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Dreamlike or nightmarish paintings, representations of dreams in art

Mysterious and elusive, dreams are certainly one of the most intimate experiences, unique to each individual. Paradoxically, Western artists have always depicted these states, revealing to the public these dreamlike phenomena for which perception and interpretation have evolved over time.

Dreams were originally associated with prophecy, oracles and announcements. Dreams are the perfect conduit for divine messages, as shown by the various illustrations of the dreams of biblical characters, such as that of Saint Joseph, in which an angel orders him to marry Mary, flee to Egypt and return when Herod dies. The dream is therefore a valuable source of information and is necessarily delivered to a person who is worthy of passing it on. The dream thus embodies access to a certain form of truth.

On the other hand, personal dreams will long be seen as pointless, since they are of no use to the community. Moreover, they were associated with madness or mental derangement. This view, deeply rooted in the Middle Ages, continued during the Renaissance, which, although renowned for its humanist philosophy and its emphasis on human individuality, paid little attention to the importance of dreams. This was without counting on Albrecht Dürer who, in 1525, left an exceptional testimony to his curiosity about dreamlike representations. In it, the German artist, who gained international acclaim during his lifetime, depicts a watercolour landscape in which columns of water fall violently from the sky. The commentary left beneath his work suggests that Dürer was terrified, woke up suddenly and decided to depict what he had just seen. Nevertheless, in the sixteenth and seventeenth centuries, Cartesian philosophy continued to discredit dream representations. Artists, deeply influenced by classical canons and conventions, continued to illustrate biblical dreams.

It was not until the nineteenth century that subjectivity became an important feature for artists. Dreams became a favourite theme for self-exploration, and were dubbed “the second world” by the German Romantics. Seen as a means of escaping reality, dreams became a metaphor for poetic solitude, revealing what lies deep within souls, both in literature and in painting. In his work The Dreams of Reason Bring Monsters, Francisco Goya depicts an artist asleep at the side of his instruments. The man is surrounded by flying monsters, which symbolise ignorance and the vices of society.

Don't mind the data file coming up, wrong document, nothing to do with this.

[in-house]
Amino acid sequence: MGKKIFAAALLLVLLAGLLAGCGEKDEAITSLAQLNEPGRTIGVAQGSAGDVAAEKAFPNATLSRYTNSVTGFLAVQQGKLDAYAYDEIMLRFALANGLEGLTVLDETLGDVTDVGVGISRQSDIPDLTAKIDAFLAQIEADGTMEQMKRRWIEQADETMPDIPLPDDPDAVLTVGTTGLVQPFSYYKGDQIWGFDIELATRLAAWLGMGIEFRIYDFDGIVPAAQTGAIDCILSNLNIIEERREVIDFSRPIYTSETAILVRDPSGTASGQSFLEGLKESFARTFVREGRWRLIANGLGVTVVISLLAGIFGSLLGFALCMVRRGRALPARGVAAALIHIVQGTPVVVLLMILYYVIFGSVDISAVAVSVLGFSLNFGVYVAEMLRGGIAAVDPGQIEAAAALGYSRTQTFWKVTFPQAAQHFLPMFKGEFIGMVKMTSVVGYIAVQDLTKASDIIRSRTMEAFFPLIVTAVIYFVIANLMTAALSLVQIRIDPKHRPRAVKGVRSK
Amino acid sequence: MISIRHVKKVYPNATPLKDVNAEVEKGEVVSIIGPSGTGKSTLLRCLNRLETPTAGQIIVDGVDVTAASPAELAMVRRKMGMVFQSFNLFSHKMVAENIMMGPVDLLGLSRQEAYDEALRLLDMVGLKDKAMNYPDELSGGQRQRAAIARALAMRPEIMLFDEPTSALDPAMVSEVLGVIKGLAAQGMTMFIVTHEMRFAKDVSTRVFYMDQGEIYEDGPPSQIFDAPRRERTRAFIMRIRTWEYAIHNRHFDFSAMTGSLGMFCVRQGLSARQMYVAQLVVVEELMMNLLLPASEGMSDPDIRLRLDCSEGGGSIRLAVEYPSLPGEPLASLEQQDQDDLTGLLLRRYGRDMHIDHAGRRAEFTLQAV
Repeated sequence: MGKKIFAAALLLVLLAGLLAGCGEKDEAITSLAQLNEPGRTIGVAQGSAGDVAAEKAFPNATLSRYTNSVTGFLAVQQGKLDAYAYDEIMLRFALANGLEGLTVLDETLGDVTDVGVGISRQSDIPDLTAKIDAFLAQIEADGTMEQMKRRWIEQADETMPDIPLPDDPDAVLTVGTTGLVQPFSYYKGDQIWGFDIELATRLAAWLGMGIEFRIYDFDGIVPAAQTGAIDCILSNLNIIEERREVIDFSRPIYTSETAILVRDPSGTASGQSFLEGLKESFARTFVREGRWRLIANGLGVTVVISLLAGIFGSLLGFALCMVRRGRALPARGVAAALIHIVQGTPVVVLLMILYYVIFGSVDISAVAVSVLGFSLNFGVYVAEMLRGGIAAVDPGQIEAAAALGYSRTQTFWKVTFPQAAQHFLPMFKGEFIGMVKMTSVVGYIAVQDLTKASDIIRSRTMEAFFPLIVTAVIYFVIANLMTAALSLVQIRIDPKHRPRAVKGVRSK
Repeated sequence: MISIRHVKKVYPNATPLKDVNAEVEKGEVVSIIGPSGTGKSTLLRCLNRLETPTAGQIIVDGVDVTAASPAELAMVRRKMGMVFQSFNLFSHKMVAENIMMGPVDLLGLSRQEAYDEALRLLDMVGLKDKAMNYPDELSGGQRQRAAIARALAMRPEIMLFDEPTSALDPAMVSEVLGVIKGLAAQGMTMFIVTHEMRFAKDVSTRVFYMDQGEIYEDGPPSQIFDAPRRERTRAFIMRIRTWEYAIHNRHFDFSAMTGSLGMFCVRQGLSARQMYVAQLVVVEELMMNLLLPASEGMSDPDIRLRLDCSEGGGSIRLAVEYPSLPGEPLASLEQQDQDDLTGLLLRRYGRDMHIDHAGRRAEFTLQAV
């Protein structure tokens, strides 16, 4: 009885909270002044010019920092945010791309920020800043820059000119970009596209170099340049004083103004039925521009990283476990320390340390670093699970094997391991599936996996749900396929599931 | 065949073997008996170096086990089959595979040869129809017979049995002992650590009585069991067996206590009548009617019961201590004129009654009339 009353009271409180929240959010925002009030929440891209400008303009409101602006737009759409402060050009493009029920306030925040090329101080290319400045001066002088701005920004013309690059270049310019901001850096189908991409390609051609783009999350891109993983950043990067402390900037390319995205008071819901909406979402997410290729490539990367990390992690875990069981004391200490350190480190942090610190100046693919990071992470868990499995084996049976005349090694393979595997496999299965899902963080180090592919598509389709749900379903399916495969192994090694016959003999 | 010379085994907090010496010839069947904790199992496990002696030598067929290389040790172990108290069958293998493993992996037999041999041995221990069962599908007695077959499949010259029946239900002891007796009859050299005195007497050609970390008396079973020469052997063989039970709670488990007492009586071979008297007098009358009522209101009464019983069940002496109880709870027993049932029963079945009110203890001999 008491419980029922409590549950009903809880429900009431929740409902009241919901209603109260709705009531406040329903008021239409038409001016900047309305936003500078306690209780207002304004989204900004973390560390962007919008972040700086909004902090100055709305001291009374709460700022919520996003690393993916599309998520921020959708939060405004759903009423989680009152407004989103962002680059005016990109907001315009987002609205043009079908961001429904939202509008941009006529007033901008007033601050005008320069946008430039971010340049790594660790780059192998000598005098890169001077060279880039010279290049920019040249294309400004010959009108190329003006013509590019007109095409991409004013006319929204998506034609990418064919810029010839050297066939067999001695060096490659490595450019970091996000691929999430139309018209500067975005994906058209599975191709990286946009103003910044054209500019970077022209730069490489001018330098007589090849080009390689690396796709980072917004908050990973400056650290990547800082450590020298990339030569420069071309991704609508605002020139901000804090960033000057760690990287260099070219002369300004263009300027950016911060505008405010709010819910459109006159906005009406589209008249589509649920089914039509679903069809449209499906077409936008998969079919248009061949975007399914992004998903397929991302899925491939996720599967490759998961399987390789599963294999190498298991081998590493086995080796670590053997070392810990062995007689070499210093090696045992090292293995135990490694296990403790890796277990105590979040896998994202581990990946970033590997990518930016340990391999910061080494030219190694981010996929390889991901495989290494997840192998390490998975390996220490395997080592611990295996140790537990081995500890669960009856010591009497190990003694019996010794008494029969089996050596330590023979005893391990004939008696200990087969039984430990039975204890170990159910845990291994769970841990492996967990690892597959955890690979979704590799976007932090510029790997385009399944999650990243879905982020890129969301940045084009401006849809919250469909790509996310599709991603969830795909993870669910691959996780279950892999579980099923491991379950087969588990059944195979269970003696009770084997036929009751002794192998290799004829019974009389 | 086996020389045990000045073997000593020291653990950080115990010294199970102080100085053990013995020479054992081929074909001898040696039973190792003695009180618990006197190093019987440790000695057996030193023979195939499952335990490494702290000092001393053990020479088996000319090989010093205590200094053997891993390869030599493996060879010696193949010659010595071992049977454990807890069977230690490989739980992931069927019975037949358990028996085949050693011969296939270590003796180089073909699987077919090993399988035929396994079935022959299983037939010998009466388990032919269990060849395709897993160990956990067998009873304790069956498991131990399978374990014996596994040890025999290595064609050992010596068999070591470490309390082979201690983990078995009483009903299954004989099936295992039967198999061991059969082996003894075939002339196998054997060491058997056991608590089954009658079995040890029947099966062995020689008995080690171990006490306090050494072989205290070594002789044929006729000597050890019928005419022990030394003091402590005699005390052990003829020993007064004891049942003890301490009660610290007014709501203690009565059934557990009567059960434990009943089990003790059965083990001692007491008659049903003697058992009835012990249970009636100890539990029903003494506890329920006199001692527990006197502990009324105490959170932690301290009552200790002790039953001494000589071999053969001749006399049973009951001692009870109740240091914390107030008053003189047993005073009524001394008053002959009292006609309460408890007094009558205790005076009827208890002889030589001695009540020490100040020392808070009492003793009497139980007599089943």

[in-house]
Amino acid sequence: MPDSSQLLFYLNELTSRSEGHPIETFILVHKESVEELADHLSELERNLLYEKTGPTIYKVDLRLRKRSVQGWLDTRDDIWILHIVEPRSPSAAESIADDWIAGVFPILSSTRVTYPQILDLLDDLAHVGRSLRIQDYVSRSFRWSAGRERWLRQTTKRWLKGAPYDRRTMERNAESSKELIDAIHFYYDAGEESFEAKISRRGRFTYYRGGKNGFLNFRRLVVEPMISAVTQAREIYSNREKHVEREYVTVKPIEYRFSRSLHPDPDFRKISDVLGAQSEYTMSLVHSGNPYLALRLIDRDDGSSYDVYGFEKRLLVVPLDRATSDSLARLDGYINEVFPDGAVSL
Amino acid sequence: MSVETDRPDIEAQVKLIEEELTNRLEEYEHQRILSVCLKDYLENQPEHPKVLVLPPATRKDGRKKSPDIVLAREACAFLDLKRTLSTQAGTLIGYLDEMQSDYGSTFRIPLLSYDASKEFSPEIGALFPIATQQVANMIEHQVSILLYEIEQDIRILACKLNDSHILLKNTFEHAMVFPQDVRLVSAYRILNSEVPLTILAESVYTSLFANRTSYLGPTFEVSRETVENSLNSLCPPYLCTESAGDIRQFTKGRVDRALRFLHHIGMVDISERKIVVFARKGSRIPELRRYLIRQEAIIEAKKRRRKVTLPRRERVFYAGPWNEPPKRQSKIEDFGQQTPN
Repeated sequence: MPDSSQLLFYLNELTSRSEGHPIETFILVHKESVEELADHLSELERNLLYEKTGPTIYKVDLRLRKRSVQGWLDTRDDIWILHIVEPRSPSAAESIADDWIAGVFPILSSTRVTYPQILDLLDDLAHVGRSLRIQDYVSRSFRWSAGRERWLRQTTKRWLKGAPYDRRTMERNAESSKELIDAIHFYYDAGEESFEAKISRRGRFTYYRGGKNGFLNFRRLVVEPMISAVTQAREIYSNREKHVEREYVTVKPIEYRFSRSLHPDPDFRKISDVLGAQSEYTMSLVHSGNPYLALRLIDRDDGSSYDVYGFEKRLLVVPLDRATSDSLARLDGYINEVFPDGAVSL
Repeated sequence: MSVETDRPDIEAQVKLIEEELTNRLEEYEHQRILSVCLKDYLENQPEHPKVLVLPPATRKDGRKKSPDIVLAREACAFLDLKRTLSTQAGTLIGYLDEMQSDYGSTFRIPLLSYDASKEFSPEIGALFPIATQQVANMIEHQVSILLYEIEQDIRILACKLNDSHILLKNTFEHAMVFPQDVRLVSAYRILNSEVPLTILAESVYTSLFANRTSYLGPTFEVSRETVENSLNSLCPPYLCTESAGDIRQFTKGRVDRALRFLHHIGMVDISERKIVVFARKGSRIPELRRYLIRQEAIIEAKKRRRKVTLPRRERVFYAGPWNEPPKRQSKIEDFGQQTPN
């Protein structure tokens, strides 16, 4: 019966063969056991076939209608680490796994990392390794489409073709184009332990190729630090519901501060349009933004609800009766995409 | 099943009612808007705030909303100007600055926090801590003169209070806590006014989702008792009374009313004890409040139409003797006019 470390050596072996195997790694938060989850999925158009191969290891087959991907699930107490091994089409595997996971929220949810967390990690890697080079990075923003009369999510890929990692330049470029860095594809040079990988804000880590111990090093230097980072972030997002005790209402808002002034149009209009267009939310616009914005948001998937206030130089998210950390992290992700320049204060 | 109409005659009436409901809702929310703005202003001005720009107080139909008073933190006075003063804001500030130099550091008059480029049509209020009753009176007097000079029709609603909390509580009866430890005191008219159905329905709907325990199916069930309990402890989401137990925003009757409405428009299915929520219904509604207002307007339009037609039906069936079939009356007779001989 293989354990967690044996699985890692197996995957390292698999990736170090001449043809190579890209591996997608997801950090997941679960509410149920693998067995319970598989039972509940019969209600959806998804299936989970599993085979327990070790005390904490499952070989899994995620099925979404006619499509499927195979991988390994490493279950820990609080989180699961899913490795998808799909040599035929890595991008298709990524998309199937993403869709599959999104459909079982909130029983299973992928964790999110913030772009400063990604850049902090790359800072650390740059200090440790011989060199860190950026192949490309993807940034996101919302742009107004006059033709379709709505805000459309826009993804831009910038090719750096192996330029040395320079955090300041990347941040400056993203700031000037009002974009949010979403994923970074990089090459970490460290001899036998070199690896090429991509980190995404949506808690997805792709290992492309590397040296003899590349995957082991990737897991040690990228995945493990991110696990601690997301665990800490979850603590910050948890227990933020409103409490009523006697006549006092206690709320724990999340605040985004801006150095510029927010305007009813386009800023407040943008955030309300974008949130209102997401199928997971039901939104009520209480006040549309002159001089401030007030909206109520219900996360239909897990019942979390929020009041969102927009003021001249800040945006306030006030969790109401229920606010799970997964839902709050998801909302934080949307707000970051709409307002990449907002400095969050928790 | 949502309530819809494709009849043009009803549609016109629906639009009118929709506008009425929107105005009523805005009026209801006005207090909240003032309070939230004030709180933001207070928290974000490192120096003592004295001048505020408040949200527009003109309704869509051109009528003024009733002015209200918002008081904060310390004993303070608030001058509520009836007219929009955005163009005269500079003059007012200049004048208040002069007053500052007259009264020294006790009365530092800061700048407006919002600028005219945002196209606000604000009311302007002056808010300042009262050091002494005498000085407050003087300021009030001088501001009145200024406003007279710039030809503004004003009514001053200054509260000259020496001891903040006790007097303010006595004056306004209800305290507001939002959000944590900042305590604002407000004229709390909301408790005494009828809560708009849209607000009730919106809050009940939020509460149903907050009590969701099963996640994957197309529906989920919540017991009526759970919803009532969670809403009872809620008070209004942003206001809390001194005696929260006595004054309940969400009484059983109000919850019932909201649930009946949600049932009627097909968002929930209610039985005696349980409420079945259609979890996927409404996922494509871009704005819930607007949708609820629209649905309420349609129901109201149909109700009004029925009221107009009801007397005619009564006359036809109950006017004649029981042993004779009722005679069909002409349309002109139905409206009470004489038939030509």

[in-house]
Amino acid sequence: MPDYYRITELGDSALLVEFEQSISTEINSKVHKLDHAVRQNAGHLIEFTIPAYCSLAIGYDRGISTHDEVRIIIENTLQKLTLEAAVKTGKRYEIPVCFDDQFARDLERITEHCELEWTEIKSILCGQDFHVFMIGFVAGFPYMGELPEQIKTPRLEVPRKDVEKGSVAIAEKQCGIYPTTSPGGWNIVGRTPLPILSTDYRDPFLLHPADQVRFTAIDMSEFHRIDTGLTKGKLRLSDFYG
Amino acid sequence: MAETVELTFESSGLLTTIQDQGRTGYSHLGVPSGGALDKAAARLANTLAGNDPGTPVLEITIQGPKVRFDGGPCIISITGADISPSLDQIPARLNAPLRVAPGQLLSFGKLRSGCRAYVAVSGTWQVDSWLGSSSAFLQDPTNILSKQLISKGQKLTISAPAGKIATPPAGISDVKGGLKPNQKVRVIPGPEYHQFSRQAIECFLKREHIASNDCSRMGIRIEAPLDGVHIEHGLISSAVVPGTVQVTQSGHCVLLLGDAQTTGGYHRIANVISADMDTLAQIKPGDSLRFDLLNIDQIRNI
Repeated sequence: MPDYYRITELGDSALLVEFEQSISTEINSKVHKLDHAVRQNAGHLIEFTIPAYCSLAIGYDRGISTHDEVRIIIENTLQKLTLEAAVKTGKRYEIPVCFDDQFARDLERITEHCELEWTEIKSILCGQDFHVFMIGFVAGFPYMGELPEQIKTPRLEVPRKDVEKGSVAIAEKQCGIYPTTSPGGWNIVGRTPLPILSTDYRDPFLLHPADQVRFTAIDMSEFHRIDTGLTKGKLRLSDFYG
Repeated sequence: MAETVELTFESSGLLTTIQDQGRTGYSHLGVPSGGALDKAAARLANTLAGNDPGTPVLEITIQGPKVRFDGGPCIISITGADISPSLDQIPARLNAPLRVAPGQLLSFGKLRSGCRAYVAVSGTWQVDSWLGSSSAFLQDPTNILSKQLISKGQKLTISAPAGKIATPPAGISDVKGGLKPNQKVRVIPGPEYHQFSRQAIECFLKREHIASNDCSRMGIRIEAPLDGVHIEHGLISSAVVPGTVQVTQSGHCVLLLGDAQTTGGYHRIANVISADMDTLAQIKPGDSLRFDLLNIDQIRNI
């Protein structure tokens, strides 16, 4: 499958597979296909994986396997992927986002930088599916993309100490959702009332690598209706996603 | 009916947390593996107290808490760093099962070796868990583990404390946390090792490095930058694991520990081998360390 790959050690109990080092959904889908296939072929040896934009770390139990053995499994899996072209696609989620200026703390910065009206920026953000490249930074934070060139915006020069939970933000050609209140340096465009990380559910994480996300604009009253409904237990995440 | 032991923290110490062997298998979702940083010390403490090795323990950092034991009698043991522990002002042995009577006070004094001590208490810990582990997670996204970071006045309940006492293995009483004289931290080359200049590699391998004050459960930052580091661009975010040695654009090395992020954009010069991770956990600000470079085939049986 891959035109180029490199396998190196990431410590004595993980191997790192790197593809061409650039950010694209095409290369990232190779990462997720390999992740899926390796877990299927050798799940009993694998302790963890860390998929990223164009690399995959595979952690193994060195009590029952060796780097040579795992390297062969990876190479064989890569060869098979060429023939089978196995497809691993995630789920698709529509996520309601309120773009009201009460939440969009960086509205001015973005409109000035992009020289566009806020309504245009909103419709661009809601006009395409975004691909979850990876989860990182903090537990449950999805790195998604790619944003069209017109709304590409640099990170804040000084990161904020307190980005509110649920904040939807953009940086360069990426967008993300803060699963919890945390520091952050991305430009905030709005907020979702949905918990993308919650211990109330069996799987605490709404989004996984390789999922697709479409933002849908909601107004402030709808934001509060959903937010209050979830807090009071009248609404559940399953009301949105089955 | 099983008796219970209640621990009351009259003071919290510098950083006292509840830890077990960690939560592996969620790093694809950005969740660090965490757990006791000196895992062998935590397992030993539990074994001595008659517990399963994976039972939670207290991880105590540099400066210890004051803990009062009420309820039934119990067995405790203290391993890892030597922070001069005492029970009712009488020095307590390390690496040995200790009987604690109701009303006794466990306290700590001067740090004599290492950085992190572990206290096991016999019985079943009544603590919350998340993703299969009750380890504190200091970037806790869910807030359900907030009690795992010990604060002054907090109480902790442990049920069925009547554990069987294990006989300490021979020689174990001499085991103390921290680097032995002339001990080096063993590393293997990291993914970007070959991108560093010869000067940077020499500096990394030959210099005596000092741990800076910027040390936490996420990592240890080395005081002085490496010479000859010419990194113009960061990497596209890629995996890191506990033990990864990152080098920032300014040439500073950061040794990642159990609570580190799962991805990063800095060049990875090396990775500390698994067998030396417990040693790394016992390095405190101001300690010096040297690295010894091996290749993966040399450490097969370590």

With the emergence of symbolism, dreams were no longer merely aesthetic, but took on the role of a source of creation. This movement, contemporary with psychoanalysis and Freud’s theories, went against naturalism and realism and became the preferred way of representing the mysteries of reality. In this new vision, objects and subjects acquire their meaning only through their symbolism. Odilon Redon, for example, became famous for his explorations of various aspects of thought, from the darker side of the human soul to dream mechanisms. In several of his series, the artist depicts eerie hybrid creatures straight from his imagination, a characteristic that earned him the nickname “Prince of Dreams”.

But we can’t talk about dreams without mentioning surrealism. This movement, which emerged in the 1920s, aims to link all the mental states of creation by abolishing the boundaries of reality. Its artists therefore based their interest on hypnosis, spiritualism and sleep – in other words, anything that could bring out the unconscious so that the works could form on their own, without any real control by their creator. The Surrealists achieved this state of semi-consciousness through a number of techniques, such as automatic writing and dream narration, which consisted of describing one’s dream as soon as one woke up, while still in a state of somnolence. Salvador Dali was also at the origin of paranoia-criticism, a practice that aims to represent almost invisible double images that make perception more complex than it first appears. In Apparition d’un visage et d’un compotier sur une plage, the dog’s head in the background is actually made up of mountains, the sea and a tunnel. The collar is represented by a viaduct. Finally, in the centre of the composition, the fruit bowl containing pears reveals the face of a young girl whose eyes are made of shells.

The Surrealists were suggesting that beyond reality, only madness could lead to art. For them, the real and the imaginary collide to form a dream painting that is sometimes surprising, but always deeply symbolic.

Today, dream themes are still used by artists such as Julie Lagier, who draws inspiration from her nightmares to create chimerical moods and atmospheres. She explains: “I’ve chosen to continue dreaming rather than face up to the harsh realities that surround us. I interpret them in this way, with a touch of poetry, sometimes violent, sometimes dreamlike, in a very minimalist way, content with little to say a lot. The artist takes a gentle approach to her disturbing nights, in which she dismembers herself and then reassembles the pieces of her body in the wrong order.

Since the very beginnings of creation, dream painting has been a way of recomposing the world and awakening multiple interpretations within us to help us understand our environment or, conversely, to help us interpret what lies deep within each of us.



– The artist Eugène Delacroix was a member of the Haschischins, a group known for using various drugs so that the doctor Moreau de Tour could analyse their dreams and the hallucinations they caused.

– It was when Francisco Goya became totally deaf that his painting became darker and sadder, as can be seen in the Caprichos series, which includes the work Dreams of Reason Bring Monsters.

– Salvador Dali used to say: “Surrealism is me!”

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